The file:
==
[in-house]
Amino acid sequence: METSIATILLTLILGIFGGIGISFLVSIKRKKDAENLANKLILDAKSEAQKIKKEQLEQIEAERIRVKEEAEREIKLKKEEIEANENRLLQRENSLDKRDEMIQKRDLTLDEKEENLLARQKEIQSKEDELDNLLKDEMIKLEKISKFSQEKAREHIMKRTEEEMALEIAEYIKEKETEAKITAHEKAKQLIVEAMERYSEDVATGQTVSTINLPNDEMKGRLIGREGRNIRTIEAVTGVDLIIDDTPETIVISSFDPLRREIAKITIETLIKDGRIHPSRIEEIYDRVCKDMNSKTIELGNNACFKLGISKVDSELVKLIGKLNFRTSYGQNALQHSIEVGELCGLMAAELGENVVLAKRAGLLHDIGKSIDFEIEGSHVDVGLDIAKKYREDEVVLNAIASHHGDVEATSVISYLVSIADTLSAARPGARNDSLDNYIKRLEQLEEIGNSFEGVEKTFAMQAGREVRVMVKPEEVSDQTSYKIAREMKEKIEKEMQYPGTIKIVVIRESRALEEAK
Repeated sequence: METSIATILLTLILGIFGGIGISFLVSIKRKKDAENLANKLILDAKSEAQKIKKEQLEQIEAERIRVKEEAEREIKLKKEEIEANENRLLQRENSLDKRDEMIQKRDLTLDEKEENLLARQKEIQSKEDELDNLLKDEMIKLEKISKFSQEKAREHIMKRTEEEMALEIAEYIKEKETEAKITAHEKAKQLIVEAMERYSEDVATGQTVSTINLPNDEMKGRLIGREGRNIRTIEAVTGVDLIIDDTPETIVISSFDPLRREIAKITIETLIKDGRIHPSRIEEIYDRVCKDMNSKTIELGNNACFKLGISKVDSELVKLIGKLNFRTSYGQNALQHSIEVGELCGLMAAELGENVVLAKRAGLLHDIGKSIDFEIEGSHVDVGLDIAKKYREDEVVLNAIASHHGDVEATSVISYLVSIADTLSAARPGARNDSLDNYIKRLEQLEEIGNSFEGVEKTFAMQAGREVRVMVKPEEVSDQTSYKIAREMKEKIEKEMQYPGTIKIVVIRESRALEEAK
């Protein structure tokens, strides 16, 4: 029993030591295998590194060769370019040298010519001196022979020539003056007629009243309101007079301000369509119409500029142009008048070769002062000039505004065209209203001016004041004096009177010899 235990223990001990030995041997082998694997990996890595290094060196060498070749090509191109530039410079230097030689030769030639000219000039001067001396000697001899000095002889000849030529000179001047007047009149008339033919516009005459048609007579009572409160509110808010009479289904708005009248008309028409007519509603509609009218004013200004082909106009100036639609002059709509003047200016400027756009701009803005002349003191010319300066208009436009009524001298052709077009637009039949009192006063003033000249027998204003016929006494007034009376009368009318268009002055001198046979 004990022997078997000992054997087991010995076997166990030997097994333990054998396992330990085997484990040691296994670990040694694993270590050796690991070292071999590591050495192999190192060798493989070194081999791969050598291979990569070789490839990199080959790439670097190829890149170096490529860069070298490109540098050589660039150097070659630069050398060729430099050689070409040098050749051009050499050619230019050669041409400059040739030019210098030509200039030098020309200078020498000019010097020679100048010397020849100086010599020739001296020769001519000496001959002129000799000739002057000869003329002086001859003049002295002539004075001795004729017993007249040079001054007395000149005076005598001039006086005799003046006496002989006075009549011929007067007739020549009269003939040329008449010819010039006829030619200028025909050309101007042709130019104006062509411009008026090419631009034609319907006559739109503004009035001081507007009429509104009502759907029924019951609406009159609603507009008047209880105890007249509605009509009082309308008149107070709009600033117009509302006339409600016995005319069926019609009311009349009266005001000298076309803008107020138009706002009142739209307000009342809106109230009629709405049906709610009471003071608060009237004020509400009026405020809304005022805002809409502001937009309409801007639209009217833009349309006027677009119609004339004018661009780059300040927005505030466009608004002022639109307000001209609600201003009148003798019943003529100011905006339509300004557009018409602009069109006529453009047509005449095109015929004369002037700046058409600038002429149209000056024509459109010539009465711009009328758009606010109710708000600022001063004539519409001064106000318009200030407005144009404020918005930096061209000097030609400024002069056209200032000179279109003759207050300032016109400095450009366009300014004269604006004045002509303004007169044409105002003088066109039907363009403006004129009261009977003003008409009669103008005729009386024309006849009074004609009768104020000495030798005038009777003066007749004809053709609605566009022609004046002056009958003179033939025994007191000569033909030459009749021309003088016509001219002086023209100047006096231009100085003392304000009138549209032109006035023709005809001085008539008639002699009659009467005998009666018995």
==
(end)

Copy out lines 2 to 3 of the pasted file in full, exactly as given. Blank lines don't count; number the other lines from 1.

Amino acid sequence: METSIATILLTLILGIFGGIGISFLVSIKRKKDAENLANKLILDAKSEAQKIKKEQLEQIEAERIRVKEEAEREIKLKKEEIEANENRLLQRENSLDKRDEMIQKRDLTLDEKEENLLARQKEIQSKEDELDNLLKDEMIKLEKISKFSQEKAREHIMKRTEEEMALEIAEYIKEKETEAKITAHEKAKQLIVEAMERYSEDVATGQTVSTINLPNDEMKGRLIGREGRNIRTIEAVTGVDLIIDDTPETIVISSFDPLRREIAKITIETLIKDGRIHPSRIEEIYDRVCKDMNSKTIELGNNACFKLGISKVDSELVKLIGKLNFRTSYGQNALQHSIEVGELCGLMAAELGENVVLAKRAGLLHDIGKSIDFEIEGSHVDVGLDIAKKYREDEVVLNAIASHHGDVEATSVISYLVSIADTLSAARPGARNDSLDNYIKRLEQLEEIGNSFEGVEKTFAMQAGREVRVMVKPEEVSDQTSYKIAREMKEKIEKEMQYPGTIKIVVIRESRALEEAK
Repeated sequence: METSIATILLTLILGIFGGIGISFLVSIKRKKDAENLANKLILDAKSEAQKIKKEQLEQIEAERIRVKEEAEREIKLKKEEIEANENRLLQRENSLDKRDEMIQKRDLTLDEKEENLLARQKEIQSKEDELDNLLKDEMIKLEKISKFSQEKAREHIMKRTEEEMALEIAEYIKEKETEAKITAHEKAKQLIVEAMERYSEDVATGQTVSTINLPNDEMKGRLIGREGRNIRTIEAVTGVDLIIDDTPETIVISSFDPLRREIAKITIETLIKDGRIHPSRIEEIYDRVCKDMNSKTIELGNNACFKLGISKVDSELVKLIGKLNFRTSYGQNALQHSIEVGELCGLMAAELGENVVLAKRAGLLHDIGKSIDFEIEGSHVDVGLDIAKKYREDEVVLNAIASHHGDVEATSVISYLVSIADTLSAARPGARNDSLDNYIKRLEQLEEIGNSFEGVEKTFAMQAGREVRVMVKPEEVSDQTSYKIAREMKEKIEKEMQYPGTIKIVVIRESRALEEAK